"I don't usually use erythromycin because of gastrointestinal [GI] problems," said Fallon-Friedlander. "Families tend to be noncompliant because of high incidence of stomachaches, nausea and vomiting. However, it is an inexpensive and generally effective drug if you can get it in," she commented.
Consequently, she and most other practitioners advocate using a first-generation cephalosporin like keflex as the first line of therapy for extensive impetigo. "It is pleasant tasting and has few side effects. One does not usually encounter the GI side effects which are commonly seen with erythromycin."
However, first-generation cephalosporins have their drawbacks. "To get appropriate drug levels, it needs to be taken at least three times a day," explained Fallon-Friedlander. "There are practitioners, though, who use only twice-daily dosing. Most of the time this works, but pharmacokinetic studies indicate that at least three times a day is the more appropriate dosing regimen," she said.
Other drugs that are useful in the treatment of impetigo include semi-synthetic penicillins, such as dicloxacillin. However, "because it has an offensive taste, most children will not take it," warned Fallon-Friedlander.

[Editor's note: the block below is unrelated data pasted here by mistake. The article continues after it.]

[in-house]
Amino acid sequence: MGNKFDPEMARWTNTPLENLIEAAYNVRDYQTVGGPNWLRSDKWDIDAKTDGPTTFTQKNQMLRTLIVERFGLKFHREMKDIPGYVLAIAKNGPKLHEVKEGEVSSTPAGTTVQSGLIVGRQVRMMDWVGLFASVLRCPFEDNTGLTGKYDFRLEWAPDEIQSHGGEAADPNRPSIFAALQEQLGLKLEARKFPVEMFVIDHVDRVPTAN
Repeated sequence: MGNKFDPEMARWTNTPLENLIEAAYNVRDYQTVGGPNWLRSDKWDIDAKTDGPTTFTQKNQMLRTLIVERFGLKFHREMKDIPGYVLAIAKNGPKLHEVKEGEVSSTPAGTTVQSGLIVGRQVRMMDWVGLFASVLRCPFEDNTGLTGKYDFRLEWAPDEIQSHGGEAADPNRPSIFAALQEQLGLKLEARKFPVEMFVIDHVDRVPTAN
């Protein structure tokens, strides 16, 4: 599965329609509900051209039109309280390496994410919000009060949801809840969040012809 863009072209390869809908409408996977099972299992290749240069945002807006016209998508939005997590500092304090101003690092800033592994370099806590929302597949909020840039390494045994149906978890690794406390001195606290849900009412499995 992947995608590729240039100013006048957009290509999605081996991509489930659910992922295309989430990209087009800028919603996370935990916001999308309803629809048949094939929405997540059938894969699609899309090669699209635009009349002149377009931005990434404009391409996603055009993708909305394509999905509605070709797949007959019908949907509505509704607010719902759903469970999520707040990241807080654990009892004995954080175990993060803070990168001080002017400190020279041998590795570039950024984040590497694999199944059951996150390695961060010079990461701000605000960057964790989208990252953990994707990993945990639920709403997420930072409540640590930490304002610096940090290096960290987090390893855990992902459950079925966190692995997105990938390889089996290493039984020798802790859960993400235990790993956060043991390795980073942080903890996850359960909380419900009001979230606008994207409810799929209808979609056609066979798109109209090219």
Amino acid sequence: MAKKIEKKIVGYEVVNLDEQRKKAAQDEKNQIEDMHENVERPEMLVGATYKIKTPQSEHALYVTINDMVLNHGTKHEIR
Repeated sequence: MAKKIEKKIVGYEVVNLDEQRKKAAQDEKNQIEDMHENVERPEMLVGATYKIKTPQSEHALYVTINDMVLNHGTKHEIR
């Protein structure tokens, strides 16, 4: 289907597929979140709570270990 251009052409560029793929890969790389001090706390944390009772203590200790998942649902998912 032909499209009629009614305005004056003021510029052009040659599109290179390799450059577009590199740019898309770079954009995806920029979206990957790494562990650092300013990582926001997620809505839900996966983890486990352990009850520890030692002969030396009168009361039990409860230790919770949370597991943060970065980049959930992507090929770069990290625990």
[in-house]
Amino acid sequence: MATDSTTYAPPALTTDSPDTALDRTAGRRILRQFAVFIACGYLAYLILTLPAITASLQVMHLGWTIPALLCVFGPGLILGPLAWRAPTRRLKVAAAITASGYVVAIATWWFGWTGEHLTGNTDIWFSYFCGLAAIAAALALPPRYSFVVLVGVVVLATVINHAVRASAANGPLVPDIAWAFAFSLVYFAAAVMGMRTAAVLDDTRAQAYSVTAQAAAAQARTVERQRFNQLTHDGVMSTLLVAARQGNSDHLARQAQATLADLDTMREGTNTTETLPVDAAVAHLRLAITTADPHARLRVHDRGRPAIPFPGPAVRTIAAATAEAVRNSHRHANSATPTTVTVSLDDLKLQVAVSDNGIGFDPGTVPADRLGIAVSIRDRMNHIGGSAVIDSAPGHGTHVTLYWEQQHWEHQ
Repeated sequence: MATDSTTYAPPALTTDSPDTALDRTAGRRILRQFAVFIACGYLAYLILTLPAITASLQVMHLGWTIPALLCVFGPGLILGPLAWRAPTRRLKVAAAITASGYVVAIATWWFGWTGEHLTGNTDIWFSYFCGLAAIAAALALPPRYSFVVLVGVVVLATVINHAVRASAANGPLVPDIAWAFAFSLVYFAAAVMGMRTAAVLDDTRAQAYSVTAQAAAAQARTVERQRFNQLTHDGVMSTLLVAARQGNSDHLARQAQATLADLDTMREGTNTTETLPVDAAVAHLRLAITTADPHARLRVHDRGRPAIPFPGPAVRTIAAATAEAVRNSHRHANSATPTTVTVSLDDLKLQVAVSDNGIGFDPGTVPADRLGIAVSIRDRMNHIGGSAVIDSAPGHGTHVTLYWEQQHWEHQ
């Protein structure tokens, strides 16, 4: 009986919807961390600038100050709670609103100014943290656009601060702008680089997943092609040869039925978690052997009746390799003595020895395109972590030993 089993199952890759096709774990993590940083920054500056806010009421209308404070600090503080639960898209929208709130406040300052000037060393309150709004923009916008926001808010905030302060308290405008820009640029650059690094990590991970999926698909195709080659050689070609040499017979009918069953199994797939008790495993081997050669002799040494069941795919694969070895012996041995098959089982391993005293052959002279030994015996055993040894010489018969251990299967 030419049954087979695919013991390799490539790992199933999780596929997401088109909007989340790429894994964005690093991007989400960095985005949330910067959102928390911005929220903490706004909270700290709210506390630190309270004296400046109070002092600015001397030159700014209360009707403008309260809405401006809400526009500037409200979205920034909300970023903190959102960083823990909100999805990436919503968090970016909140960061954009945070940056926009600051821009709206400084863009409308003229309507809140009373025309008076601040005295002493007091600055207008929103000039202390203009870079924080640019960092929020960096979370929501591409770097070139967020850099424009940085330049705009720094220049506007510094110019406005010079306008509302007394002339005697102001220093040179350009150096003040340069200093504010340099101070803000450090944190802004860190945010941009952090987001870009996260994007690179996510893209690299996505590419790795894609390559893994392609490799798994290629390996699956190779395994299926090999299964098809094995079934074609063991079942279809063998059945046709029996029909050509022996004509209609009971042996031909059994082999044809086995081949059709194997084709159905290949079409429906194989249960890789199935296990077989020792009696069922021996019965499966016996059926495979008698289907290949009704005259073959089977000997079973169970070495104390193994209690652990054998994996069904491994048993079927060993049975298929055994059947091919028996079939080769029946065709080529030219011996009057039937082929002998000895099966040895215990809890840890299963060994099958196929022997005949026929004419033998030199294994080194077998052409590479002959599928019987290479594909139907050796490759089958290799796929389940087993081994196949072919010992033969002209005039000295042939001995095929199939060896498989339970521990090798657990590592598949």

Topical mupirocin can be used to prevent secondary bacterial infection in atopic dermatitis. Furthermore, mupirocin has been shown to eliminate nasal carriage of S. aureus "Some patients have recurrent impetigo or staph infections. In many cases, these people are colonized in the nares with S. aureus," she related.
If such patients are treated twice a day for five days with a local application of mupirocin to the nasal vestibules, "more than 98% of them will have staph eradicated from their nares," reported Fallon-Friedlander.
However, over time, staphylococci tends to recolonize, so "patients should be retreated at least every six months," said Fallon-Friedlander, noting that treatment is very easy. "You have a cotton swab that you place in the nasal vestibules, twice a day for five days. If you do that every six months, in most patients you will be able to eradicate staphylococcal carriage."
A study has documented mupirocin's ability to decrease the incidence of skin infections, as well as Staphylococcus carriage, in patients with recurring staph infections. "Patients who were chronic nasal S. aureus carriers and who applied the ointment twice daily to the nasal orifices, five days per month for six months, had a markedly decreased incidence of skin infections," reported Fallon-Friedlander.